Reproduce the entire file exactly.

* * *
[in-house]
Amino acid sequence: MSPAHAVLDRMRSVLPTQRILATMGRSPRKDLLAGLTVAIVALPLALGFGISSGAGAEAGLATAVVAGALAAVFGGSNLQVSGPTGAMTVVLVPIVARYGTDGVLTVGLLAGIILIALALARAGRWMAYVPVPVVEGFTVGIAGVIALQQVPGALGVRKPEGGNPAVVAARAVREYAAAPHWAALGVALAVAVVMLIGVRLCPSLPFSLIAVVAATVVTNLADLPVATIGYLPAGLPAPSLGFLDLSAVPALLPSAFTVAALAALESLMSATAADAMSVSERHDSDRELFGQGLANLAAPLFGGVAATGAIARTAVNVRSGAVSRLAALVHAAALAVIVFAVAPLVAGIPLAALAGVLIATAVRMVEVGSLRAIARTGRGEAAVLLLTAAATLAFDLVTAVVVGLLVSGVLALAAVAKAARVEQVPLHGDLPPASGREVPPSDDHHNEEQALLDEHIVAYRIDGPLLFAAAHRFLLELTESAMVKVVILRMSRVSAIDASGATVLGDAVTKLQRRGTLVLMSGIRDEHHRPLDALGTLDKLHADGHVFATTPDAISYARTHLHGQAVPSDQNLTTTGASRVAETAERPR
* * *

[in-house]
Amino acid sequence: MSPAHAVLDRMRSVLPTQRILATMGRSPRKDLLAGLTVAIVALPLALGFGISSGAGAEAGLATAVVAGALAAVFGGSNLQVSGPTGAMTVVLVPIVARYGTDGVLTVGLLAGIILIALALARAGRWMAYVPVPVVEGFTVGIAGVIALQQVPGALGVRKPEGGNPAVVAARAVREYAAAPHWAALGVALAVAVVMLIGVRLCPSLPFSLIAVVAATVVTNLADLPVATIGYLPAGLPAPSLGFLDLSAVPALLPSAFTVAALAALESLMSATAADAMSVSERHDSDRELFGQGLANLAAPLFGGVAATGAIARTAVNVRSGAVSRLAALVHAAALAVIVFAVAPLVAGIPLAALAGVLIATAVRMVEVGSLRAIARTGRGEAAVLLLTAAATLAFDLVTAVVVGLLVSGVLALAAVAKAARVEQVPLHGDLPPASGREVPPSDDHHNEEQALLDEHIVAYRIDGPLLFAAAHRFLLELTESAMVKVVILRMSRVSAIDASGATVLGDAVTKLQRRGTLVLMSGIRDEHHRPLDALGTLDKLHADGHVFATTPDAISYARTHLHGQAVPSDQNLTTTGASRVAETAERPR